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Jefferson Award Winners Save Lives By Getting Students Mental Health Help

(KPIX 5) - This week's Jefferson Award winners make a formidable team: together they've raised four children and built successful careers. But as Kate Kelly reports, none of it prepared them for what happened nine years ago.

"I was very naive," Vic Ojakian remembered. "Sitting out there, you know, just thinking, 'Boy, I have great kids, and I'm a good guy...everything's just fine."

But that's when Vic and his wife Mary got the worst news: their 21-year-old son Adam, a student at UC Davis, had died by suicide.

"Most people ask the question, 'Why? Why did it happen?'" Vic Ojakian said. "They're looking for an answer that maybe is not an answer they're going to find."

What the couple learned after talking with Adam's friends and professors, was that for the first time, the young man was dealing with depression.

"He did show some signs," Mary Ojakian recalled. "But nobody had ever been trained to recognize these."

Not Adam, his friends, or his teachers knew enough to get him the help that was available. Suicide is the second highest cause of death for college-age students, yet 70% don't seek treatment. The Ojakians quickly realized there was a lack of awareness. People didn't want to talk about mental illness. And then, there were the cutbacks.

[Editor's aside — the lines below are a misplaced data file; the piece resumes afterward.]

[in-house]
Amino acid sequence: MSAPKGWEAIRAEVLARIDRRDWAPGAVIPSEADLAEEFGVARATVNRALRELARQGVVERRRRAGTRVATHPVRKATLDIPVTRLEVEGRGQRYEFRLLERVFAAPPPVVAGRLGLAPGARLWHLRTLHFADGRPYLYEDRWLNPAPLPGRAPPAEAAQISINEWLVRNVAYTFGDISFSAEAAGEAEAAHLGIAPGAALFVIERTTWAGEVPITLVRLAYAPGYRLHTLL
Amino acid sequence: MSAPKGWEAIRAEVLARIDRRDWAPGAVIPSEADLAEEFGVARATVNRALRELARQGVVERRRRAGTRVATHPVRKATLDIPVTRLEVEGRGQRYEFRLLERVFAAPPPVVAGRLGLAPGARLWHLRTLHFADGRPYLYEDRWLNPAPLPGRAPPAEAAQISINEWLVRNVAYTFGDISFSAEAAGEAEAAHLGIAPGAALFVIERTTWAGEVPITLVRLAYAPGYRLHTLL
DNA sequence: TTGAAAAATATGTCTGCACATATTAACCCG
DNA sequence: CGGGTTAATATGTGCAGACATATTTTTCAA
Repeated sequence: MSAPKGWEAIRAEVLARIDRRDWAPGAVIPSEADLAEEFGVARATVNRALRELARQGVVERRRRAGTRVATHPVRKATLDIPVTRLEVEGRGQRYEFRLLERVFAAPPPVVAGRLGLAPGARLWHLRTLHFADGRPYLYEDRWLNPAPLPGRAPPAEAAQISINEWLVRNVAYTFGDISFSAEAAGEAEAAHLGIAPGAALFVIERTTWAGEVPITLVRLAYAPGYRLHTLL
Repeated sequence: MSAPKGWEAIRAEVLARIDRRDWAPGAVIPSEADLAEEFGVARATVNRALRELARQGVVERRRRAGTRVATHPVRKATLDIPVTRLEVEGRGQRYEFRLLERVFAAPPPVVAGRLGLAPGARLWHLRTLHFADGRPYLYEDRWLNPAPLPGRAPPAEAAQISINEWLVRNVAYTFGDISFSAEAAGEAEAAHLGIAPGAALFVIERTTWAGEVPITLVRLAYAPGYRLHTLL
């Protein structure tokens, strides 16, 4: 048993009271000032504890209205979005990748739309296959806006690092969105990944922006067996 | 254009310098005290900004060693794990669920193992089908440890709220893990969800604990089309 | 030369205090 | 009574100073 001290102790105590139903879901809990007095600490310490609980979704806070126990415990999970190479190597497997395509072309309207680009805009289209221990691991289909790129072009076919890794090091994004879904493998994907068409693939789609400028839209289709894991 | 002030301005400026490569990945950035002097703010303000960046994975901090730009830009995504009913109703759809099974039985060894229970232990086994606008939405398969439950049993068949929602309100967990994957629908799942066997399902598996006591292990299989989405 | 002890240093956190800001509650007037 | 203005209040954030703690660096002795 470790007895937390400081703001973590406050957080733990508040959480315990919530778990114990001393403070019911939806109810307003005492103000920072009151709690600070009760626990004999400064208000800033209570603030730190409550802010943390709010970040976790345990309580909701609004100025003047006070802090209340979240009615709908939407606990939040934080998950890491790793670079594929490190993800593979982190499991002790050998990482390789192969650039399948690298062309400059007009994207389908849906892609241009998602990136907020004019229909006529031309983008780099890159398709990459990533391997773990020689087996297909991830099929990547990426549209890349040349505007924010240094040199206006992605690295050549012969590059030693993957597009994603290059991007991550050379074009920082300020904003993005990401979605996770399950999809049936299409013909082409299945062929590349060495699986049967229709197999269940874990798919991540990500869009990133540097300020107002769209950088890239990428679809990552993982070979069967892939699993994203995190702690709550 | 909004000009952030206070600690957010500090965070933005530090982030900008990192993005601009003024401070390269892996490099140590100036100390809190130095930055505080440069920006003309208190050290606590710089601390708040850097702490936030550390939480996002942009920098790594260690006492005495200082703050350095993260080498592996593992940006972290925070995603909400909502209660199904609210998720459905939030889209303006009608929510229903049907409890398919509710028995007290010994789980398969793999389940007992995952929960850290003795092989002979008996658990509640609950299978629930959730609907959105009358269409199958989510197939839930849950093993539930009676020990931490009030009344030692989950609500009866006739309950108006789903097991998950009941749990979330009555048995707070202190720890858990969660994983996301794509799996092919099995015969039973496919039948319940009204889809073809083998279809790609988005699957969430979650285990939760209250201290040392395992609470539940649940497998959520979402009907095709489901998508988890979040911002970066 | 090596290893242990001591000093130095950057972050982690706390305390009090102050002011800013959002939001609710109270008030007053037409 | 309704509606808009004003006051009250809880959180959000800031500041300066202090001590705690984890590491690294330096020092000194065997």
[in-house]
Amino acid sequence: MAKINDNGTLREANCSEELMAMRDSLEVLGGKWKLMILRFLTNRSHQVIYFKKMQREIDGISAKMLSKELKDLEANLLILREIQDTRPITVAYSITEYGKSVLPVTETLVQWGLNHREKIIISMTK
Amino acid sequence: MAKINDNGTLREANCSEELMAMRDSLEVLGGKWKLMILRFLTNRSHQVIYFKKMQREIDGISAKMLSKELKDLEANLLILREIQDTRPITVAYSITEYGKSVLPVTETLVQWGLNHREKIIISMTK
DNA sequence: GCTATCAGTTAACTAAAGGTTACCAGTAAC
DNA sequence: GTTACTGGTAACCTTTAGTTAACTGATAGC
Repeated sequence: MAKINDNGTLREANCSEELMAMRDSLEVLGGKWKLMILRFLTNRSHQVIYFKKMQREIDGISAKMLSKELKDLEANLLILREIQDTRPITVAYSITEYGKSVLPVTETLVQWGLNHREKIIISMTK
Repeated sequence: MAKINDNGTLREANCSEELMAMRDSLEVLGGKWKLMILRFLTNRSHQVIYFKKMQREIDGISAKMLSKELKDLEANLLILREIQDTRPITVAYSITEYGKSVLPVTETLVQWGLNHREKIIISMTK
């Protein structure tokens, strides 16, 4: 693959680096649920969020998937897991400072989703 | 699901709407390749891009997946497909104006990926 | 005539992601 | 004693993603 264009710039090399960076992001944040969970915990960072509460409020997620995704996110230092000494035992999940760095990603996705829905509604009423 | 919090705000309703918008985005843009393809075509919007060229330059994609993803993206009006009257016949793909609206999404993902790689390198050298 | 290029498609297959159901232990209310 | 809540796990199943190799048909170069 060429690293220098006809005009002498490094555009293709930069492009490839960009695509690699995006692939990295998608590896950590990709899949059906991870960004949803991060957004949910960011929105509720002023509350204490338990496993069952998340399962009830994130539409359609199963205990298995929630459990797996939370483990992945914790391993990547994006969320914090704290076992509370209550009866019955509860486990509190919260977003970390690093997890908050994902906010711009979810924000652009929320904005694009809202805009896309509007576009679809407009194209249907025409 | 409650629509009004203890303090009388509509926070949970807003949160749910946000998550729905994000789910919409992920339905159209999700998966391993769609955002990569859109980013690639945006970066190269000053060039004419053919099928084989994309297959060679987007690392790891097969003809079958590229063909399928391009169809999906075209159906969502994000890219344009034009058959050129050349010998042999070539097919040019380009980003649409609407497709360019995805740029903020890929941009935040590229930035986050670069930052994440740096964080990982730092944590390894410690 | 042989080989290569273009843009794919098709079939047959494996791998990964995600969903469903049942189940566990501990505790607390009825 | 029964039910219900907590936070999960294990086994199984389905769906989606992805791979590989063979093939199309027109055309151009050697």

"A lot of these campuses were cutting back on things," Vic Ojakian explained. "And the first thing they decide to cut back on is their mental health services."

So the pair lobbied to get millions of dollars through a state initiative so that all UC, CSU, and community colleges could expand their student mental health services.

Stephanie Welch oversees the state Student Mental Health Program, which now supports kids from kindergarten to college.

"They took something that was a tragedy and really were able to save lives across the state," Welch explained. "Vic and Mary have made talking about mental health an ok thing to do."

In Santa Clara County, the Ojakians helped create a county-wide strategic plan for suicide prevention. And when a Palo Alto high school experienced a rash of suicides, they worked on a prevention program that's being adopted by school districts around the state.

"Things can change," Vic Ojakian said. "There are things we can do. We don't have to suffer in silence."

For the Ojakians, this work is a personal journey.

Mary Ojakian said, "I made a promise to Adam that I would do something for him every single day."

"We're just trying to save a life," her husband added.

So for raising awareness and support for suicide prevention and mental illness, this week's Jefferson Award in the Bay Area goes to Vic and Mary Ojakian.

The Ojakians shared with KPIX a website with information on recognizing the signs of suicide, knowing what to say to someone in crisis, and finding help. Click here: . Stephanie Welch, mentioned above, also recommends these resources:  For reducing the stigma often associated with mental illness: For mental heath education for the 9-13 age group:; for mental health education for the 14-24 age group:

(Copyright 2013 by CBS San Francisco. All Rights Reserved. This material may not be published, broadcast, rewritten, or redistributed.)

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